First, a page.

During these nights of dancing the water of youth is drawn and distributed to the pilgrims. What is the origin of this ritual? The "Illustrated History of the Origins of the Pavilion of the Second Moon" records how "In the province of Wakasa, Onyû, a god who possessed the river Onyû, lingered while out fishing and arrived late at the rites of the twice seven days and seven nights. Profoundly regretful, the god said to Jitchû the monk that as a sign of contrition he would make the lustral water spring near to the place of the feast, and at that very moment two cormorants, one black and the other white, suddenly rose from the rock and perched on a nearby tree. From the traces of these birds sprang water of incomparable sweetness. Stones were laid there and it became the spring of lustral water, aka-i..." 

And so, on the second day of March, the priests of the sanctuary of Onyû pour into the river a phial of lustral water which is supposed to flow through an underground channel and reach the spring of the Pavilion of the Second Moon during the night of the twelfth to the thirteenth. 

On that night, at two o'clock in the morning, the "master of esoteric rites", wearing a brocade hat, leaves the pavilion and turns towards the hill where the miraculous spring is located. With him is a faithful layman wearing a hermit's white robe. He is followed by monks bearing magic rods to which conch shells and bells are fastened. The conch shells are sounded and then, guided by a lay torch-bearer, everyone goes down the steps leading to the spring. At that moment, an orchestra begins to play ancient Chinese music and the monks pray for the water to gush out.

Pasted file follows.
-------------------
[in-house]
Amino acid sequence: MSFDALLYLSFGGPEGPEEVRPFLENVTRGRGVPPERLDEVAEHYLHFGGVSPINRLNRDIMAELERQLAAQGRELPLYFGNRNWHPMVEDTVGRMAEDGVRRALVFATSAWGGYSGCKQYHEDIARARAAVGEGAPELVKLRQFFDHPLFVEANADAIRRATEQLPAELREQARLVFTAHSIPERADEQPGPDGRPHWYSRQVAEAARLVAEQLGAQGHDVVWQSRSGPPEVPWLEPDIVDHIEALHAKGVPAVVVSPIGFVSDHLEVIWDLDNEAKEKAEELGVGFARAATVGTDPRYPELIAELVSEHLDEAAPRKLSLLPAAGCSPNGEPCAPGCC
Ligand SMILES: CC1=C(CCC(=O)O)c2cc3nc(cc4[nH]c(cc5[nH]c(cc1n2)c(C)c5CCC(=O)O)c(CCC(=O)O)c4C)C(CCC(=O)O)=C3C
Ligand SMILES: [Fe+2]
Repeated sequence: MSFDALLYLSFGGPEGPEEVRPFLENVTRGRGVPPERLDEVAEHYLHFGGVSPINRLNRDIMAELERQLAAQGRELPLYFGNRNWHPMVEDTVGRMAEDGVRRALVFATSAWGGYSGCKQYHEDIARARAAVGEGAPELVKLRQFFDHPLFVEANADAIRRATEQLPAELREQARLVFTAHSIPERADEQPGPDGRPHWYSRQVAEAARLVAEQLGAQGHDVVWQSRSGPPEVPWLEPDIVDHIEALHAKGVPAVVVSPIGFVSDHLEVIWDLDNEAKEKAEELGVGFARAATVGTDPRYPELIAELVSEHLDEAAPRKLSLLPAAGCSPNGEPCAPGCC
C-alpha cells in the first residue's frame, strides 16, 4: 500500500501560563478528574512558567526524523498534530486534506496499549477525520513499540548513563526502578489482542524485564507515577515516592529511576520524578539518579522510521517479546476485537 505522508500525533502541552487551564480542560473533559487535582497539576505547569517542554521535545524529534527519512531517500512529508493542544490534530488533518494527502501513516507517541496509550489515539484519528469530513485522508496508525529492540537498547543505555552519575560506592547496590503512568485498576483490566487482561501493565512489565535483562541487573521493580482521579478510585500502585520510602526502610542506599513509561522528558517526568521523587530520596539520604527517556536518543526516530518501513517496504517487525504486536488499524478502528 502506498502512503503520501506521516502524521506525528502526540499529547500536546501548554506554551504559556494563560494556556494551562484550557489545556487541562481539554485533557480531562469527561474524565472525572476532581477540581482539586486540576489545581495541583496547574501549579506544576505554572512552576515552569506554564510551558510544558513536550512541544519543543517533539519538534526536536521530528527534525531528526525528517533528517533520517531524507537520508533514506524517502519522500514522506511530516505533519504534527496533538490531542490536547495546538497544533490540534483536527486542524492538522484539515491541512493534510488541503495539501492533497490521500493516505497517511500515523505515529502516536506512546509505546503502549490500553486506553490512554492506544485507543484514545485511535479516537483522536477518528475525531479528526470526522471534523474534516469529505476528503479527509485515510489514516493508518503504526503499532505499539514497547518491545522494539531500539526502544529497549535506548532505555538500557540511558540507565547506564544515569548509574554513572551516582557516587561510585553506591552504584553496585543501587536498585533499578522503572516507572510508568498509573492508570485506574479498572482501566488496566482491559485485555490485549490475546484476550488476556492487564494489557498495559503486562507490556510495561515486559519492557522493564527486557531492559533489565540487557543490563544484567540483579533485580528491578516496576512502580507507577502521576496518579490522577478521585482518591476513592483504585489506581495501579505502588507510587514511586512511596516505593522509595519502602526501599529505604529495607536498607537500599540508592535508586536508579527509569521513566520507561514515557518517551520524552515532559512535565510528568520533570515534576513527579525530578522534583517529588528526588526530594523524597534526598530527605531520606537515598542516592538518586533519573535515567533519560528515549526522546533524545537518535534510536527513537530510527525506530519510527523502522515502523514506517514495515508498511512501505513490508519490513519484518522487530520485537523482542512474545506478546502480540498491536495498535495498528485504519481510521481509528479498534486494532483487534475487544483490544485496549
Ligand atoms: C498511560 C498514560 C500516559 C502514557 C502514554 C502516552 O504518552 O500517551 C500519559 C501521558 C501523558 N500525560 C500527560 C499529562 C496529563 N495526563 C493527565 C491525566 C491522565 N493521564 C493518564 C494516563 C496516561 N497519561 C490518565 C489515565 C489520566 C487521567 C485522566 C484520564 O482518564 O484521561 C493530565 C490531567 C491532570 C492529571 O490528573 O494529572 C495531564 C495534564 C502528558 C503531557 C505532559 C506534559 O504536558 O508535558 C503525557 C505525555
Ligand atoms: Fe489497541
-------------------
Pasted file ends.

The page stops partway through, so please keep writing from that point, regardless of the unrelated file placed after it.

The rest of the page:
Today the spring is concealed beneath a flimsy building with a grey-tiled roof, the four corners of which are adorned with birds. Some think the birds are pigeons, others that they are messenger cormorants of Onyû, the god of fishing and sovereign of the waters which according to Japanese beliefs form a reservoir of longevity, if not of eternity. He is also associated with cinnabar, the essential component of the elixir of immortality which the Taoists of China and Japan tried to concoct in ancient times.